THE FINAL BETRAYAL OF JUDAS PRIEST: COMMUNION IN THE HAND AND THE NOVUS ORDO
This was, above all, the very first excommunication condemnation. In short, Christ excommunicated Judas Iscariot from His very Presence. Secondly, Our Divine Lord uttered by His grave words what was then the very first anathema ever, with His ‘woe’ to Judas Priest: "Woe to the man by whom the Son of Man has been betrayed: it were better that he were not born." The naked turpitude of what Judas Priest was doing publicly, before the very eyes of His Divine Savior and the other eleven apostles, committing the sin of sacrilege by an unworthy communion, was forthright condemned by Our Lord for its wicked malevolence, the unworthy reception of Divine Innocence Itself while in the state of mortal sin.
This most morally corrupt of all of Judas Iscariot’s actions was a sacrilege of egregious proportions, for it contradicted virtually everything that Our Divine Lord and Savior had taught for His entire public life on earth and something so heavenly He had done also in the very presence of Judas. This was, at least, the very essence of false charity for it constituted a false love of Jesus Christ by a feigned affection in His Presence while at the same time being an act of raw betrayal for a mere thirty pieces of silver. This was only possible for Judas from his defiled heart, conscience and unprepared soul, the characteristics always of a sacrilege of the Most Holy Eucharist.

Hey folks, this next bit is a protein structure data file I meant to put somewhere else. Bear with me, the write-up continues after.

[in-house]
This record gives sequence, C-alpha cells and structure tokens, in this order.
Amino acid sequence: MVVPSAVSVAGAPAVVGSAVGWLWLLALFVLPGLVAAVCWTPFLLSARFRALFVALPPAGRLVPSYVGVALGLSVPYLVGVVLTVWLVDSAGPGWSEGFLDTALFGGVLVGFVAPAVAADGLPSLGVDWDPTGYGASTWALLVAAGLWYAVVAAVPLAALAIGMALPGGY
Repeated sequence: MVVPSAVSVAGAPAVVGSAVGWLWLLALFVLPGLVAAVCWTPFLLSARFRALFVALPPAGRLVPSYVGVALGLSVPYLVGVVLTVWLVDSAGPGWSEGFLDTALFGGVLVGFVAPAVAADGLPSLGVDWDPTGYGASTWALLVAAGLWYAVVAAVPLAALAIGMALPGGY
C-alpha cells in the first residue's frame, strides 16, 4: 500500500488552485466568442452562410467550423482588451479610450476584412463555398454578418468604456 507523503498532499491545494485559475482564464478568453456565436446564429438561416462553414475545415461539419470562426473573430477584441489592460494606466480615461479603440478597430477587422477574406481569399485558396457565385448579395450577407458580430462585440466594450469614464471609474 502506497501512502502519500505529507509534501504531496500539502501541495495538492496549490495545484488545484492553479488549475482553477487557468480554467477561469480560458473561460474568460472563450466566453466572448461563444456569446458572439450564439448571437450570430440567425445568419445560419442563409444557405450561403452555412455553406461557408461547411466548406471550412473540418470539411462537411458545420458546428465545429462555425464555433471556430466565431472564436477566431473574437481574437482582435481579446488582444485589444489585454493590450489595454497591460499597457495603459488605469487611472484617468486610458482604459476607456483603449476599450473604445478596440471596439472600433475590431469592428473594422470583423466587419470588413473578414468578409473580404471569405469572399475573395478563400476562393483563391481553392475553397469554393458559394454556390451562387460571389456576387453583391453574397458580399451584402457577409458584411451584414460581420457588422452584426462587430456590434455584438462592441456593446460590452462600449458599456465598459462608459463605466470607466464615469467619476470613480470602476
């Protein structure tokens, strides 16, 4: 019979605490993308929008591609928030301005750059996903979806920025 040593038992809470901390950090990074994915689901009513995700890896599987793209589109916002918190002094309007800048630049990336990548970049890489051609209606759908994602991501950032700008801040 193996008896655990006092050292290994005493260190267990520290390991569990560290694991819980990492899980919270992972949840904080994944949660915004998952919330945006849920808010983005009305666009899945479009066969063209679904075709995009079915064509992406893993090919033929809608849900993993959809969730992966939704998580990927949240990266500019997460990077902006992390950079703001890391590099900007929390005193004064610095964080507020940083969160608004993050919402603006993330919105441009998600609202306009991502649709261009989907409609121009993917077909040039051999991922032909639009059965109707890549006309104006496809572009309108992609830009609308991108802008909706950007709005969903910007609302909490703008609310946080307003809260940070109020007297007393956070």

This is also the heart, soul and conscience of all unworthy communicants that take up the Body and Blood of Jesus Christ so unworthily and so often in the "Novus Ordo" liturgy of communion in the hand. This betrayal of Judas Priest is, unmistakably, common today in "Novus Ordo" Churches with unworthy communicants everywhere: for example, those living in serious sins of fornication, adultery, sodomy, inebriation, theft, avarice, anger, gluttony, contraception, sterilization, divorce and remarriage. If one doubts the veracity of unworthy communicants in such accusations, consider only the dearth of Catholics today who attend the Sacrament of Confession weekly in one’s local parish, especially Saturday afternoons. Nor are these wild accusations regarding the frequency of such Eucharistic sacrileges when one considers our Divine Teacher’s Own Words: "In the end the charity of many shall grow cold." This must especially be the case of the charity one owes to Almighty God. Moreover, one cannot overlook St. Paul’s sternest of warnings here, regarding such unworthy communicants: "He who eats and drinks the body of Our Lord unworthily, eats and drinks his damnation to himself"